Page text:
US court strikes down law limiting campaign finance

The part played by money in the democracy that is the United States threatened to expand dramatically yesterday, when the Supreme Court struck down 20-year-old campaign finance laws that greatly limited the volumes of cash corporate interests could throw at individual candidates.

Splitting down ideological lines, the court ruled by five votes to four for an end to the campaign limits that date back to 1990, dealing another political blow to the Democrats and President Barack Obama in a week that has already been less than kind to them.

The decision, handed down in a special session of the court, could have an impact on this year's mid-term elections as well as Mr Obama's hopes for re-election in 2012. Generally, corporations and corporate-backed interest groups have tended in the past to back Republican and conservative candidates. The United States Chamber of Commerce, which spent heavily on get-out-the-vote drives in favour of Republicans in 2008, has already vowed aggressively to spend money backing candidates in November this year who oppose Mr Obama on issues like climate change and healthcare reform.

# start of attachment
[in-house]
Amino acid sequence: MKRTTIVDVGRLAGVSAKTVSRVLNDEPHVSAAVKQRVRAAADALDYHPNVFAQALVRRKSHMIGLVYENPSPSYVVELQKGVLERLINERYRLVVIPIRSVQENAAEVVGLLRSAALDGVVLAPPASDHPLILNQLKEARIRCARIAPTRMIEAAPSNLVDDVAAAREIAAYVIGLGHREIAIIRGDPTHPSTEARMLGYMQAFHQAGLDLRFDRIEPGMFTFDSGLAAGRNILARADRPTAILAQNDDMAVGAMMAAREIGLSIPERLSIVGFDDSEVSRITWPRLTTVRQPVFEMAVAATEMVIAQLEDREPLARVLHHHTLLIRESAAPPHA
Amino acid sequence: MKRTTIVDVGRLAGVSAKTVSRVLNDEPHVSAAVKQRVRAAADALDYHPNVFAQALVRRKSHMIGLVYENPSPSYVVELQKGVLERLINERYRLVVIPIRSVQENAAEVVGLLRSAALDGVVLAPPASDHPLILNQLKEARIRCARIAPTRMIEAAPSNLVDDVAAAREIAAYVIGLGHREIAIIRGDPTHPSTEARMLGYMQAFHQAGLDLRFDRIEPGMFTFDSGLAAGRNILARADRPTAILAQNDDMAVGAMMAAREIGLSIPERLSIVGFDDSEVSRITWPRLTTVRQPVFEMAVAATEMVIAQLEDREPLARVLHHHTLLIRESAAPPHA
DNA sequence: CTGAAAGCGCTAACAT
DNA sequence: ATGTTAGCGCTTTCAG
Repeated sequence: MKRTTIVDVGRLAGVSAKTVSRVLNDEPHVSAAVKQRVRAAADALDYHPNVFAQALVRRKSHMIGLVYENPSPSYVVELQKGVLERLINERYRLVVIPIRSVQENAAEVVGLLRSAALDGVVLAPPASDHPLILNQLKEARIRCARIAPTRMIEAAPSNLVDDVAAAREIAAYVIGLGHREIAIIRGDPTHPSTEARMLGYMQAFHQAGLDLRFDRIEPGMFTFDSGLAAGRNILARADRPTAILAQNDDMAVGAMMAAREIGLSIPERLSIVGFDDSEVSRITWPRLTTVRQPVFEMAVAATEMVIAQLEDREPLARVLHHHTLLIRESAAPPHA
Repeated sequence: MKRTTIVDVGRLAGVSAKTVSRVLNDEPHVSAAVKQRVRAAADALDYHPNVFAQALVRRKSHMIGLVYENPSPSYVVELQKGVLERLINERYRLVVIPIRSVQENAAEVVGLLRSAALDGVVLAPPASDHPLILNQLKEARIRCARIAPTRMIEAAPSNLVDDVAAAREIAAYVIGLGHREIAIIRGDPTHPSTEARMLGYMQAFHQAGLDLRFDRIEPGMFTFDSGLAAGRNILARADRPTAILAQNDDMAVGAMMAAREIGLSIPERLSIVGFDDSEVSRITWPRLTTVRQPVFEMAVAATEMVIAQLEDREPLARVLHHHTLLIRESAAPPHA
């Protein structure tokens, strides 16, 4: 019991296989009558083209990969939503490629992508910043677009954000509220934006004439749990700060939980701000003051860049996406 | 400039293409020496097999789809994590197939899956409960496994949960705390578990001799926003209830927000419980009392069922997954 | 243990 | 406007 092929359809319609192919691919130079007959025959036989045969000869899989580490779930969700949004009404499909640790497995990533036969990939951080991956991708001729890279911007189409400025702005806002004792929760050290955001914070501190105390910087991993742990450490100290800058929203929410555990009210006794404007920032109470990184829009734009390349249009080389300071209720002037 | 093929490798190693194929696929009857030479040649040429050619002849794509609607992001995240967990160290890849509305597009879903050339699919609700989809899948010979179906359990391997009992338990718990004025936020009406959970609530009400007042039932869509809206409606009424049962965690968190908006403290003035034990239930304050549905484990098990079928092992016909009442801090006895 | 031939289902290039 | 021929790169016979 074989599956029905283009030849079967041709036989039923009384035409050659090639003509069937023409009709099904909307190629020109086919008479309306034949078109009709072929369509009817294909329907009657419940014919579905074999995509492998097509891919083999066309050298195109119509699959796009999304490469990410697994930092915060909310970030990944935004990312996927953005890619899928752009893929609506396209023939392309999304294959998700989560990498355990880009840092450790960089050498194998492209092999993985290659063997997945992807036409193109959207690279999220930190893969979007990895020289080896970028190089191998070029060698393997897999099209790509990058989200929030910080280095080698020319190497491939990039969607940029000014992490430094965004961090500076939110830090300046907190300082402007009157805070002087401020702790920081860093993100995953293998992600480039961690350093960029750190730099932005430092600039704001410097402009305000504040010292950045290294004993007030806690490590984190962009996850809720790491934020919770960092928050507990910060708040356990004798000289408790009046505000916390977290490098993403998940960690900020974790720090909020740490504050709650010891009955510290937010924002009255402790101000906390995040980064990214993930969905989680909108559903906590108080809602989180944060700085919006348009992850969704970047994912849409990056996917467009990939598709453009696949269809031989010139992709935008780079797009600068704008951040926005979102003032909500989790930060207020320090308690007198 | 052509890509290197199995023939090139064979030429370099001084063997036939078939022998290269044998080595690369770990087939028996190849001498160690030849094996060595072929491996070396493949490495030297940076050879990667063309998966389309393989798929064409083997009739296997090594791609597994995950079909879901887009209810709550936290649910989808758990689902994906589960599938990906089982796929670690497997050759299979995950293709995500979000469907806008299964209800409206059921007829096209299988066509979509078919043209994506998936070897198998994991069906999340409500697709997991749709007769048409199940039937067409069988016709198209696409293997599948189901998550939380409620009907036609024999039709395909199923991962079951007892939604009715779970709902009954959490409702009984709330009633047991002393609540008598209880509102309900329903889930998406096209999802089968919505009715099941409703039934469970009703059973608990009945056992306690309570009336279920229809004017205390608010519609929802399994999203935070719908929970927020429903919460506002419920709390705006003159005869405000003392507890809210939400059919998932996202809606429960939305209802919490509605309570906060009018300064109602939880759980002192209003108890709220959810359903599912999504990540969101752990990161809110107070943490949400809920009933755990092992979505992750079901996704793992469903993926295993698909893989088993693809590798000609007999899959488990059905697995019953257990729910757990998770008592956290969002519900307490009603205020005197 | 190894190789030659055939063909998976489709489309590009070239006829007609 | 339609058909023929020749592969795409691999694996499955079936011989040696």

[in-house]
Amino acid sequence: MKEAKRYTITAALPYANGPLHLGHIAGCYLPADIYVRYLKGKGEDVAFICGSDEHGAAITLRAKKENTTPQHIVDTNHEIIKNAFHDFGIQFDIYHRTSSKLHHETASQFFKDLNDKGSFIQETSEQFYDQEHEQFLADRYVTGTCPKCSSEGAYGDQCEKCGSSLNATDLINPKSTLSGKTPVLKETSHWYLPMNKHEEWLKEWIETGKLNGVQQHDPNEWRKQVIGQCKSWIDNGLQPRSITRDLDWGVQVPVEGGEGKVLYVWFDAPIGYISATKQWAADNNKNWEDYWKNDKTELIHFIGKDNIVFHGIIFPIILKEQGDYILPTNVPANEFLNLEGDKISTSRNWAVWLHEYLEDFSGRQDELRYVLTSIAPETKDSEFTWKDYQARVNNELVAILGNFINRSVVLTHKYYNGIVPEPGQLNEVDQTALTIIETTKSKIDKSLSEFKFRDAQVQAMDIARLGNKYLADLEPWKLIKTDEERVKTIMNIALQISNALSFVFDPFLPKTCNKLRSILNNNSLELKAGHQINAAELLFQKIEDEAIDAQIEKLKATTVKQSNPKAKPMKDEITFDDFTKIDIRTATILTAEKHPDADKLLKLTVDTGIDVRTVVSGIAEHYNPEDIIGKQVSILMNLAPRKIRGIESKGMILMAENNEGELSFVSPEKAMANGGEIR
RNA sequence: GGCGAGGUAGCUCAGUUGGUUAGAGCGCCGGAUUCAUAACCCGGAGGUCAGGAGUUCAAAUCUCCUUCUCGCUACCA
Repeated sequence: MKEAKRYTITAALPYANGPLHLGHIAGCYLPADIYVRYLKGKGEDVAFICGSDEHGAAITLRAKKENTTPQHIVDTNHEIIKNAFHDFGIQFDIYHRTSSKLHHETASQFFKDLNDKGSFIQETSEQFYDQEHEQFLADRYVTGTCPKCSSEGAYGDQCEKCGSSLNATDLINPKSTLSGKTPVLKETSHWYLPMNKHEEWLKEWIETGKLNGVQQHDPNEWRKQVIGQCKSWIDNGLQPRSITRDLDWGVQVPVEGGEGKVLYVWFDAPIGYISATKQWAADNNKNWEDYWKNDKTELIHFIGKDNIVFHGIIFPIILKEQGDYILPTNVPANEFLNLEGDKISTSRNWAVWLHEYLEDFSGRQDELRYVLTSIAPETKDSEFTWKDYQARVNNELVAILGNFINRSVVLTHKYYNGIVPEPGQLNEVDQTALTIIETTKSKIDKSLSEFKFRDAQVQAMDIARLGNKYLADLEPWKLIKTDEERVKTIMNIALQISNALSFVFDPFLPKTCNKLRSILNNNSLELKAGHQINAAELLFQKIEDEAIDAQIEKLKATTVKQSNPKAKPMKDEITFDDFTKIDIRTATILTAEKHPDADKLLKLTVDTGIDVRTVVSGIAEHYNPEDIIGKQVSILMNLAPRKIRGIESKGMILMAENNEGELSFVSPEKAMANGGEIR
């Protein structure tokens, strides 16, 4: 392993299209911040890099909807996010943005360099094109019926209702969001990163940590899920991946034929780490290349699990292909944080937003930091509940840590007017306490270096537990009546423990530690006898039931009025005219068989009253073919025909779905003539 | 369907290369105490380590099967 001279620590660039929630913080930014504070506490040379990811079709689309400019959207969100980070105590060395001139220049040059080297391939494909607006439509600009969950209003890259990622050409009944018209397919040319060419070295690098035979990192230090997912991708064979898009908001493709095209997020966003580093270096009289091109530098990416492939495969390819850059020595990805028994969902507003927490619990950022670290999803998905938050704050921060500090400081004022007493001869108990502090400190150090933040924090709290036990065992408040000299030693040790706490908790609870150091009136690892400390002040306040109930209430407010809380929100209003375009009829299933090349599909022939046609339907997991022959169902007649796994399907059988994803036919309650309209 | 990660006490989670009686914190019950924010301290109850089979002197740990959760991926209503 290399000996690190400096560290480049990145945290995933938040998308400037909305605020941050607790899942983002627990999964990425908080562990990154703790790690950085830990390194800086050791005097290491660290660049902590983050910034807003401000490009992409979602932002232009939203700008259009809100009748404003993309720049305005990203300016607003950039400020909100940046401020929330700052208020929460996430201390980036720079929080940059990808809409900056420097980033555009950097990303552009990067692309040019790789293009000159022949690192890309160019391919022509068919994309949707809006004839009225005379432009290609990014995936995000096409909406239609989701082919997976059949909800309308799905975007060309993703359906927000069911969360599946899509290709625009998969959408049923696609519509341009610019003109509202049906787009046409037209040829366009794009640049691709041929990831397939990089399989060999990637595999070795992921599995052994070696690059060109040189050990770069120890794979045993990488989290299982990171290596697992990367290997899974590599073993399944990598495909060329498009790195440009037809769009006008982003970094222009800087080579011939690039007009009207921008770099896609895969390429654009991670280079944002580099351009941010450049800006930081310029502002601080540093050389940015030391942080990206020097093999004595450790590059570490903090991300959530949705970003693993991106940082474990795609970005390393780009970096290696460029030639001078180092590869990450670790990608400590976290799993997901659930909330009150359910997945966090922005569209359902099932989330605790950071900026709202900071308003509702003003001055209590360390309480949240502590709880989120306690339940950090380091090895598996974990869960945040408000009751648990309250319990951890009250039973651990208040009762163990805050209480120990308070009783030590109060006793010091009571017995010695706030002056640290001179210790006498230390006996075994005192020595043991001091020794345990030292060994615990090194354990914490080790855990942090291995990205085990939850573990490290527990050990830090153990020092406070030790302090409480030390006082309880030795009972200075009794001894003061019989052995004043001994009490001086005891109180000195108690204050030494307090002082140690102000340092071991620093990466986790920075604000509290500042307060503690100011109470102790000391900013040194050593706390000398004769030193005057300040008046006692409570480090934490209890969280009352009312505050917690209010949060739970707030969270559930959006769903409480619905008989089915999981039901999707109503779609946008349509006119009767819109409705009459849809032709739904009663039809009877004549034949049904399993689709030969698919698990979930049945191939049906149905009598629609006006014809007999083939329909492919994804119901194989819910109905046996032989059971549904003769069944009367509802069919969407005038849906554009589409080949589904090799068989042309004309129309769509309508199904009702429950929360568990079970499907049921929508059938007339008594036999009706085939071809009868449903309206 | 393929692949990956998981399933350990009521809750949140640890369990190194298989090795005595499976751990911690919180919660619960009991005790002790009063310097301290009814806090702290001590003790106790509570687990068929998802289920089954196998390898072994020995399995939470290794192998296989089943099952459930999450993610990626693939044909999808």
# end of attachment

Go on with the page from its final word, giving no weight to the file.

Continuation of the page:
The White House commented, "With its ruling today, the Supreme Court has given a green light to a new stampede of special interest money in our politics. It is a major victory for big oil, Wall Street banks, health insurance companies and the other powerful interests that marshal their power every day in Washington to drown out the voices of everyday Americans."

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